Prospect Risers & Fallers From My Last Update: Infielders
Every single year, prospect risers and fallers and a major part of playing in dynasty leagues. Noticing these trends and acting quickly can make a big difference in the long run. No, one single move won’t make or break your dynasty teams, but being ahead of the curve more often than not is something to strive towards. Now, that’s not always easy, especially when you roster a player trending in the wrong direction. I get that. And here in 2021, prospect risers and fallers have been much more prominent than I can remember, largely due to having a lost minor league season in 2020 and not always knowing all the small things behind the scenes that we usually do in a normal season. We heard some of the behind-the-scenes action through various outlets and reports, but that was far from the whole picture.
Today, I’m going to discuss a dozen notable infield prospect risers and fallers this season that made waves in my latest top-400 overall rankings update.
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Notable Prospect Risers
MJ Melendez (C – KCR)
To say MJ Melendez has performed well this season is a massive understatement. The more accurate statement would be to say he’s going bonkers. In 102 games between Double-A and Triple-A, Melendez has cranked 18 doubles and a whopping 35 home runs with a .286/.380/.626 slash line. This is much more appealing than his .163/.260/.311 slash line back in 2019. Melendez has also shown an improved plate approach this season as well, improving his walk and strikeout rates to 13.4% and 21.4% respectively. That strikeout rate is a major improvement from his 39.4% mark back in 2019.
— MLB Pipeline (@MLBPipeline) September 4, 2021
It’s looking like Melendez is putting that 2019 season in the rearview. His plus or better power and improving hit tool/approach has his dynasty stock skyrocketing right now and he should force Kansas City’s hand at some point early next season. Where he plays in the field is the big question. Melendez is currently blocked behind the plate by Salvador Perez who is signed through at least 2025 with a 2026 team option. My guess is that Melendez becomes the backup catcher and primary DH with possibly some third base mixed in where he’s played a little this season.
Diego Cartaya (C – LAD)
Another catcher firmly on the rise is Diego Cartaya. Long viewed as a potential offensive standout, Cartaya has been consistently showcasing his abilities at the plate this season in his first taste of full-season ball. In 31 games, Cartaya is slashing .298/.409/.614 with 10 home runs, a 13.1% walk rate, and a 27.0% strikeout rate. Cartaya’s plus raw power and average or better hit tool from behind the plate make him very appealing in dynasty leagues, but he doesn’t exactly have a clear path to playing time. Will Smith has established himself as arguably the top catcher in baseball already and is under contract for several more years. Luckily, Cartaya is still 2-3 years away from the Majors, so this isn’t a time-sensitive issue. Ignore that for now and focus on the standout offensive abilities.
Nick Pratto (1B – KCR)
As with MJ Melendez above, Nick Pratto is having a major resurgence in 2021 after a disastrous 2019 season. After slashing .191/.278/.310 in 2019, Pratto has rebounded to .267/.390/.590 this season with 24 doubles, 28 home runs, and 11 steals in 461 plate appearances. In addition to his stellar defensive abilities, Pratto is reminding everyone that he’s an above-average offensive first baseman as well with an average hit tool, plus raw power, and a solid plate approach that can add a little speed as well. However, his strikeout rate consistently remaining above 25% is a concern and will likely keep his batting average in check long-term. With little in his way at the Major League level, Pratto should get a chance early in 2022.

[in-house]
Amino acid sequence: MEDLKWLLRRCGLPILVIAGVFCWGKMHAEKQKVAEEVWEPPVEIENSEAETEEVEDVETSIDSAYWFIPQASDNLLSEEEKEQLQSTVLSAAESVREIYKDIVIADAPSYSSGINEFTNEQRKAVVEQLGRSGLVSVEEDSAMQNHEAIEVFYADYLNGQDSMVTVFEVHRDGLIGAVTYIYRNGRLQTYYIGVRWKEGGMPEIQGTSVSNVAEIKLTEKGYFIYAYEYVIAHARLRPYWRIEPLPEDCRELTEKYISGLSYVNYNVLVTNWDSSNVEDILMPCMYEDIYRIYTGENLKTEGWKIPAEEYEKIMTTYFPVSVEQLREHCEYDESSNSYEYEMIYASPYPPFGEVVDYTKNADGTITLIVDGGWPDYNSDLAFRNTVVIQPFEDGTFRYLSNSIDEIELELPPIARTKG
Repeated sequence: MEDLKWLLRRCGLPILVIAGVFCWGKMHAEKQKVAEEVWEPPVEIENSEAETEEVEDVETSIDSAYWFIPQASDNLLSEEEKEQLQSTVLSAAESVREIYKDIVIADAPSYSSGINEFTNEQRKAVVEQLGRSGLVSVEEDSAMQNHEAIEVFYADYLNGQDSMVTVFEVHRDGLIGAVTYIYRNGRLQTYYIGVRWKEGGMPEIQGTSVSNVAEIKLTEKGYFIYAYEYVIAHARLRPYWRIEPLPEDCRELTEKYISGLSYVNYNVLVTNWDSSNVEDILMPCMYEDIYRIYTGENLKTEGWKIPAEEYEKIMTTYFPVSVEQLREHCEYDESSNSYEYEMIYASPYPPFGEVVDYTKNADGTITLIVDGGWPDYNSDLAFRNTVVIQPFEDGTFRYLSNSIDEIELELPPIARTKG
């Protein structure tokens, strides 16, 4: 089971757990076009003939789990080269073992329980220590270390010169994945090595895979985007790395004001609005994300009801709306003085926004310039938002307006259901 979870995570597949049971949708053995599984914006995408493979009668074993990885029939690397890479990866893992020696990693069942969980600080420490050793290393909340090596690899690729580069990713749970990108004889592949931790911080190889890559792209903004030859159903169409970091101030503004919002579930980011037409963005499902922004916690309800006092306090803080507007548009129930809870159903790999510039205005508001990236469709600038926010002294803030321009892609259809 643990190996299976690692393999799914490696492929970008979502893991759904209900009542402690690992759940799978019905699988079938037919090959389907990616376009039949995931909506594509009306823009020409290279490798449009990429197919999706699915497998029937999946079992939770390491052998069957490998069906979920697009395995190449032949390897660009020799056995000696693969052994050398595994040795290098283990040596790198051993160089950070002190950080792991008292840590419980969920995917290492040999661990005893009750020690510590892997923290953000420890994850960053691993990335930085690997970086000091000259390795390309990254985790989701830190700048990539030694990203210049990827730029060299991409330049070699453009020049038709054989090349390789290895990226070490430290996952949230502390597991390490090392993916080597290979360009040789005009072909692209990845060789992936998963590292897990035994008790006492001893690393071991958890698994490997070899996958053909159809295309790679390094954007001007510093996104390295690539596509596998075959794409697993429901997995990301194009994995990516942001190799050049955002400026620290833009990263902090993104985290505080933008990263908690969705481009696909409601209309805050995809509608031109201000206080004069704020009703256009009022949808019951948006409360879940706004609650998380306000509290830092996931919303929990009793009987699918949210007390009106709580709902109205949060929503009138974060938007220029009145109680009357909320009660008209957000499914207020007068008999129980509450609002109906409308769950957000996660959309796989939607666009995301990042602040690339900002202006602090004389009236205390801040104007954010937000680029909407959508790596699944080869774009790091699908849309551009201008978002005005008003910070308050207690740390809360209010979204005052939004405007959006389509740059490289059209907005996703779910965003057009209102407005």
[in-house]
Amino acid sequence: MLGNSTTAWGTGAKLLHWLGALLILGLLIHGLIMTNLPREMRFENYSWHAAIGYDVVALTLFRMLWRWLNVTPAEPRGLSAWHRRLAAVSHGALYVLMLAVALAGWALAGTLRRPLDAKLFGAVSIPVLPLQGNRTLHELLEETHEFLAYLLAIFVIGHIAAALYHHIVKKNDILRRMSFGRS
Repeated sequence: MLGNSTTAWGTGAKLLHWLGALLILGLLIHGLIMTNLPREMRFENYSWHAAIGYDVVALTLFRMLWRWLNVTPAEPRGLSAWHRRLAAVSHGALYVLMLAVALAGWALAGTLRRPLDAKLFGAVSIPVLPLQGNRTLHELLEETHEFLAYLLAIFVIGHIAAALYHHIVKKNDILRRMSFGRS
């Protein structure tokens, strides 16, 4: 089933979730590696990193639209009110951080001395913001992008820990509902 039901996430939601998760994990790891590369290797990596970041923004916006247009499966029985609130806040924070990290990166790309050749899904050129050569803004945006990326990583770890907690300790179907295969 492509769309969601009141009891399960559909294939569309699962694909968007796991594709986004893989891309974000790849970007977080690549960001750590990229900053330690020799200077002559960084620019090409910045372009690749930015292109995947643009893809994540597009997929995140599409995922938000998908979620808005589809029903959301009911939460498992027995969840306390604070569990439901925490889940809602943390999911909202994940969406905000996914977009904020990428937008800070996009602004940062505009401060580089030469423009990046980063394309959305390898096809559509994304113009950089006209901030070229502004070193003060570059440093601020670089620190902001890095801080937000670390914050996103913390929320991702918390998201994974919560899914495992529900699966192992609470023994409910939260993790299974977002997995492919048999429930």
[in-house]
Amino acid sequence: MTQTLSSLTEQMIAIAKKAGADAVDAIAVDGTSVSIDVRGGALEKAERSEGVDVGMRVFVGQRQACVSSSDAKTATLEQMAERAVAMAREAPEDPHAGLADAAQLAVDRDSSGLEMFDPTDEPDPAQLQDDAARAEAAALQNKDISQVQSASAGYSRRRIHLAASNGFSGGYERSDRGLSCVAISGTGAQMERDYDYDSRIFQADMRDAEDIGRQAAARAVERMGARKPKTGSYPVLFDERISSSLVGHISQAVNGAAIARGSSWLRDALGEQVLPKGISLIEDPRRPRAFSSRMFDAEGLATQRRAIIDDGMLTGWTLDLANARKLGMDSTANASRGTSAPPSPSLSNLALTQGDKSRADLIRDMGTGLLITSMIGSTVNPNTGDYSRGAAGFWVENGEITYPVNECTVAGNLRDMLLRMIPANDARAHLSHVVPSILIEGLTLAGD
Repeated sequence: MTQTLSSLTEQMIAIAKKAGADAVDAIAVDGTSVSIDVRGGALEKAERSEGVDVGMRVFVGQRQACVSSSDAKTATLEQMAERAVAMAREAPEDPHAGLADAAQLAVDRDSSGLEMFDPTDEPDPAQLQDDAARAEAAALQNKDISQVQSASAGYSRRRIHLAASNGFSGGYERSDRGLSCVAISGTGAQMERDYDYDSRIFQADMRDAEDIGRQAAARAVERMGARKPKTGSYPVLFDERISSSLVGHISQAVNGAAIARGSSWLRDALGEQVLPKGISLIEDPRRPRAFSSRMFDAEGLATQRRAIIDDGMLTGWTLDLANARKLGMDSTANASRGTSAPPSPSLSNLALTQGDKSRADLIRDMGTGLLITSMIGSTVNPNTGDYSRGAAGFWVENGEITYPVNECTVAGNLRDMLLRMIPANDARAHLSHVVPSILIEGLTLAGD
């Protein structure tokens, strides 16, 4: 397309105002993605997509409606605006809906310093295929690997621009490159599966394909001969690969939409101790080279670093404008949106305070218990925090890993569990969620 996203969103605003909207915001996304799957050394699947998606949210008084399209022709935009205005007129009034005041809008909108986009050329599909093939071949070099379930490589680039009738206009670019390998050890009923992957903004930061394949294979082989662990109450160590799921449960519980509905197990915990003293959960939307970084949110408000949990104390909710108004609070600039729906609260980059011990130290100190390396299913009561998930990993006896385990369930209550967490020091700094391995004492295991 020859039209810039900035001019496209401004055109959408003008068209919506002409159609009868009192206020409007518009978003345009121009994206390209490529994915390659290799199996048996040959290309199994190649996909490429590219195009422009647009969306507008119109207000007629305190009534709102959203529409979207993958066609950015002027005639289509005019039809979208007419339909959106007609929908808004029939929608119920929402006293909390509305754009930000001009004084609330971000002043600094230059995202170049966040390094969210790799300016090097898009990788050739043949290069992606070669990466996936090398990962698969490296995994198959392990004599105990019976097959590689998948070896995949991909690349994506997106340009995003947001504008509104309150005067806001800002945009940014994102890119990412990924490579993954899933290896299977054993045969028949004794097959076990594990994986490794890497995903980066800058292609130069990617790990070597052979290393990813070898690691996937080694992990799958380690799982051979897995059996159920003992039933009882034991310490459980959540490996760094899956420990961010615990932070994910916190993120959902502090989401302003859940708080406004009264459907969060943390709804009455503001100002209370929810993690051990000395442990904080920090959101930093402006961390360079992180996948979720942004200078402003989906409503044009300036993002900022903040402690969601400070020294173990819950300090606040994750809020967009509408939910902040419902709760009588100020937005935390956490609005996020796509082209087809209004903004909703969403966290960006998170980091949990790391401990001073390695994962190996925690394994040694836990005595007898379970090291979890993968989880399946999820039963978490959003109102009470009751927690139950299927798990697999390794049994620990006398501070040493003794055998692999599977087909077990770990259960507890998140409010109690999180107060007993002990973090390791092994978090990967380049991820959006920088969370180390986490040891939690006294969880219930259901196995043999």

— MLB Pipeline (@MLBPipeline) August 27, 2021
Dustin Harris (1B – TEX)
It’s not often that a player debuts in my top-400 as high as Dustin Harris did. But when you’re demolishing pitching like he has this season, it’s more than justified. In 101 games between Lo-A and Hi-A, Harris has combined to slash .323/.395/.535 with 18 doubles, 18 home runs, and 24 steals in 26 attempts. While he’s finally getting the recognition he deserves thanks to his power development, Harris has always performed well as a pro, hitting .306 in 2018 and .325 in 2019, albeit with little power.
— Minor League Baseball (@MiLB) July 22, 2021
This type of power/speed blend from a corner infielder is rare and makes Harris one of the top corner infield prospects in the game right now. He’s also continued to show a sound plate approach this season as he did before the pandemic as well. If you want to get Harris for a reasonable cost in dynasty leagues, you better act quickly as his stock is firmly on the rise.
Nick Yorke (2B – BOS)
While Jeter Downs has floundered this season at Triple-A, Nick Yorke has established himself as one of the top second base prospects in the game. Yorke was considered to be one of the best pure hitters in the 2020 draft class and now he’s beginning to showcase more power as well. In addition to his .333/.423/.515 slash line, Yorke has 17 doubles, 12 home runs, and 12 steals in 395 plate appearances. He’s also been caught nine times which will need to improve, but Yorke showing at least average power and speed to pair with his plus hit tool has certainly boosted his overall value. A 60-hit, 50-power, 50-speed second baseman with a high floor is one to target heavily in dynasty leagues, especially when he’ll get to call Fenway Park his home in a couple of years.
Nick Yorke is enjoying his time with the @GreenvilleDrive.
— MLB Pipeline (@MLBPipeline) August 29, 2021
Miguel Vargas (3B – LAD)
One of my favorite strategies in dynasty leagues has been to target the underappreciated prospects in good systems that get overshadowed by bigger names. Miguel Vargas fits that mold 110%. In 108 games between Hi-A and Double-A, Vargas is slashing .313/.378/.517 with 22 doubles, 21 home runs, and 10 stolen bases. Those that have followed Vargas for the last few years shouldn’t be overly surprised by this production. The Cuban third baseman hit .330 in 2018 and .308 in 2019, but only amassed nine home runs in 177 games. However, Vargas did rack up 38 doubles in 2019 and has always been given above-average raw power grades.